River Use Tips
While you travel the rivers and camp on the riversides of Wrangell-St. Elias National Park and Preserve, please consider how you can minimize your impact and have a safe trip. Here are some tips to make your visit safer, more enjoyable, and give those that follow you the same opportunity for a memorable Alaskan river trip.
Plan Ahead - Be Safe
Check with area land management agencies for river conditions and regulations specific to the area you plan to visit. For general information regarding Wrangell-St. Elias National Park and Preserve contact the Wrangell-St. Elias Visitor Center. Park rangers can give you information about the waterways in the park and may be able to provide you with first hand trip reports. Obtain current weather forecasts, and information on water levels and what kind of fluctuations or hazards you might expect.
A U.S. Geological Survey topographical map, 1:63,360 scale, of the area you plan to visit and a compass will be valuable tools in preparing for your trip as well as navigating your planned route. Your map should allow you to keep track of your progress as you travel. Be aware that there is privately owned land within the park. An Alaska road map will help identify road access points for the road-accessible rivers within the vicinity of the park.
Once you have selected a campsite practice "Leave No Trace" camping skills. Since you will be in bear country, store food in bear resistant containers 100 yards from your campsite. We recommend that you bring drinking water or treat water taken from streams. Wash dishes and yourself 100 feet away from water sources and minimize your use of soap.
If you must build a fire, make a small fire in a shallow pit on sand or gravel and dispose of ashes in the river. Using a fire pan is another option. Hubcaps, gold pans, and old backyard barbecue grills are some economical, easily portable ideas for making a fire pan. Before disposing of ashes in the river, remove and pack out any trash left that has not burned completely, especially foil.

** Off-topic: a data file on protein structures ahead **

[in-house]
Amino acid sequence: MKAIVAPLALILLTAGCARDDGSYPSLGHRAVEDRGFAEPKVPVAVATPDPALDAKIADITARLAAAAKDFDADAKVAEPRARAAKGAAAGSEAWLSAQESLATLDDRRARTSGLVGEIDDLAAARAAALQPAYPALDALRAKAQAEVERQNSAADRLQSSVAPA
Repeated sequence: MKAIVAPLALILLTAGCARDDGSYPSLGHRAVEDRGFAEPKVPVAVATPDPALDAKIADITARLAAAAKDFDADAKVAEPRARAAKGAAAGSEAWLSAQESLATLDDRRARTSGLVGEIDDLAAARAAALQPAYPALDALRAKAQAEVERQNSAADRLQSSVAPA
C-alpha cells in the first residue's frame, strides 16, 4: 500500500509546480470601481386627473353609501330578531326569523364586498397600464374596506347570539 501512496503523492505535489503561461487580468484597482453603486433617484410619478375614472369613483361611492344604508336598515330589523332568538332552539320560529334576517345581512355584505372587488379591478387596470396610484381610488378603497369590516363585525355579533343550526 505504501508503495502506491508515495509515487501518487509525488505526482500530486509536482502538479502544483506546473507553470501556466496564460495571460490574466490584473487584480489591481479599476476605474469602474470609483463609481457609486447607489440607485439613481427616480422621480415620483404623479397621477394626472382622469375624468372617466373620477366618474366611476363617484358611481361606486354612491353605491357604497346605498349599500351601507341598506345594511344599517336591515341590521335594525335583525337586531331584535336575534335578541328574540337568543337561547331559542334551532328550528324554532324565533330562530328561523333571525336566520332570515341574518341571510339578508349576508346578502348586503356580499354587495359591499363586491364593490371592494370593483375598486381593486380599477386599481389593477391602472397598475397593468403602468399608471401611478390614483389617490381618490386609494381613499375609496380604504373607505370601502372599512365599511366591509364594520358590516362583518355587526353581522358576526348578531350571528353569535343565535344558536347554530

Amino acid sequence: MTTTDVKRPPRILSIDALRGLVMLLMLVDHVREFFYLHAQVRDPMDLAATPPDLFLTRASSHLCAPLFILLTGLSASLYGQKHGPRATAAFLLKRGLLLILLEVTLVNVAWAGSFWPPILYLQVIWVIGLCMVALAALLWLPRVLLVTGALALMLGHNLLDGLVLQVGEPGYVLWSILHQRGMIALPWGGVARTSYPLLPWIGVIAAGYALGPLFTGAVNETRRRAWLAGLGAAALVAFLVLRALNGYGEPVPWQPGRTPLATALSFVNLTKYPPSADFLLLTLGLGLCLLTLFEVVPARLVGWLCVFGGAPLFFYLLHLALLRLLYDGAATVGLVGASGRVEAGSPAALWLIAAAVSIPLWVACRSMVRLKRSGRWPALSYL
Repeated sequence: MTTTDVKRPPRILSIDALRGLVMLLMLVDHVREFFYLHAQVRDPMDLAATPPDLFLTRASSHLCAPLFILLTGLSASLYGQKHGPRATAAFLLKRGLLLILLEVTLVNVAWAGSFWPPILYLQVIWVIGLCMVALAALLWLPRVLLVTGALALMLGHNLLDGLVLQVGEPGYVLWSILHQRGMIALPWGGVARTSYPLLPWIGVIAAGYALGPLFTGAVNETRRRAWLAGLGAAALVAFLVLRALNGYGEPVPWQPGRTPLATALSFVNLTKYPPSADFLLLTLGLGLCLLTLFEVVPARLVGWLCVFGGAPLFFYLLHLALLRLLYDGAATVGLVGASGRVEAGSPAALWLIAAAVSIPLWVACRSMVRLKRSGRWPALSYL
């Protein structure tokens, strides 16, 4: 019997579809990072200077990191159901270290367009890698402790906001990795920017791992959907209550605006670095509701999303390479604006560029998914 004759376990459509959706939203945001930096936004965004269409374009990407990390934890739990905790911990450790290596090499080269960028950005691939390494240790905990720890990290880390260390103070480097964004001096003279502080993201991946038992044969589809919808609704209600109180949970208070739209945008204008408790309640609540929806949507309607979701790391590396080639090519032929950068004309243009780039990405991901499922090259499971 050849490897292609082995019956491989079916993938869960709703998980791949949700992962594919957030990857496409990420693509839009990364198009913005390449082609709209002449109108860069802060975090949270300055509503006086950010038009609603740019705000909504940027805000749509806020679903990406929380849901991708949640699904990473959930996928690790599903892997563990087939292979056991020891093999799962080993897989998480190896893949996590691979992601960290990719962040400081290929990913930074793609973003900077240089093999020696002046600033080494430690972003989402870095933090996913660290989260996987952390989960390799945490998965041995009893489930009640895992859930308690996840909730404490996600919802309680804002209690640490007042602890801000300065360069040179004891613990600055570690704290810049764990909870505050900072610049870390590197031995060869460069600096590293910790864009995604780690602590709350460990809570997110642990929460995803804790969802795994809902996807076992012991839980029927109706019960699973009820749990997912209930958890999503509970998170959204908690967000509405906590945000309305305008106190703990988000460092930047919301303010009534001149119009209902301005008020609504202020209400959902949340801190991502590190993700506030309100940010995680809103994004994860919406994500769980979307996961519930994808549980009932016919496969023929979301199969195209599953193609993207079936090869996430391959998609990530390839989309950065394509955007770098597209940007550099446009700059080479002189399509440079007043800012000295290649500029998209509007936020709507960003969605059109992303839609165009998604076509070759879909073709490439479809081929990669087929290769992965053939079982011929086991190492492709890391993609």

Avoid creating social trails by taking a variety of different routes when hiking around your camp. Do not disturb fish camps or fish traps, fishnets, or fishwheels. The annual salmon run is an important subsistence resource to many Alaskans. Do not remove artifacts or otherwise disturb any archeological sites, including old cabins and their contents. These historic and prehistoric sites are important resources and are protected by federal law.
Pack It In, Pack It Out
Dispose of all human waste. If you cannot pack out human waste you will need to bury it. Dig a small hole at least four to eight inches deep, preserving the topsoil and vegetation. After use, replace the soil and vegetation carefully. Make sure human waste is buried at least 200 feet from any water source. Try to urinate on rocks or sandy areas. All toilet paper and feminine hygiene products should be placed in airtight plastic bags and packed out.
Be Prepared for Alaskan Rivers
When you arrive at a difficult or hazardous stretch of water, stop, scout ahead, and line from a safe location on the bank or portage around the hazard to a safe area. Be extra cautious since help may be hours or more likely days away.
Always wear an approved, well-fitting personal flotation device while boating or fishing on any body of water and wear a helmet and wet or dry suit when appropriate. Dress warmly in layers of wool or synthetic materials that will keep you warm when wet. Pack your gear in waterproof bags and take at least one complete change of clothes and plenty of waterproof matches. Always tie your boat down when not in use to prevent rising water or the wind from taking it down the river without you.
The rivers of Wrangell-St. Elias National Park and Preserve offer visitors adventure and solitude. It is possible to travel for days at a time without seeing another person, trail, sign, or bridge. Each river visitor is responsible for minimizing his or her impact on the river corridor to preserve the wild and pristine character of the river. Make "leaving no trace" of your visit and the safe completion of your journey down river the goals for your Alaskan adventure.
Last updated: December 6, 2015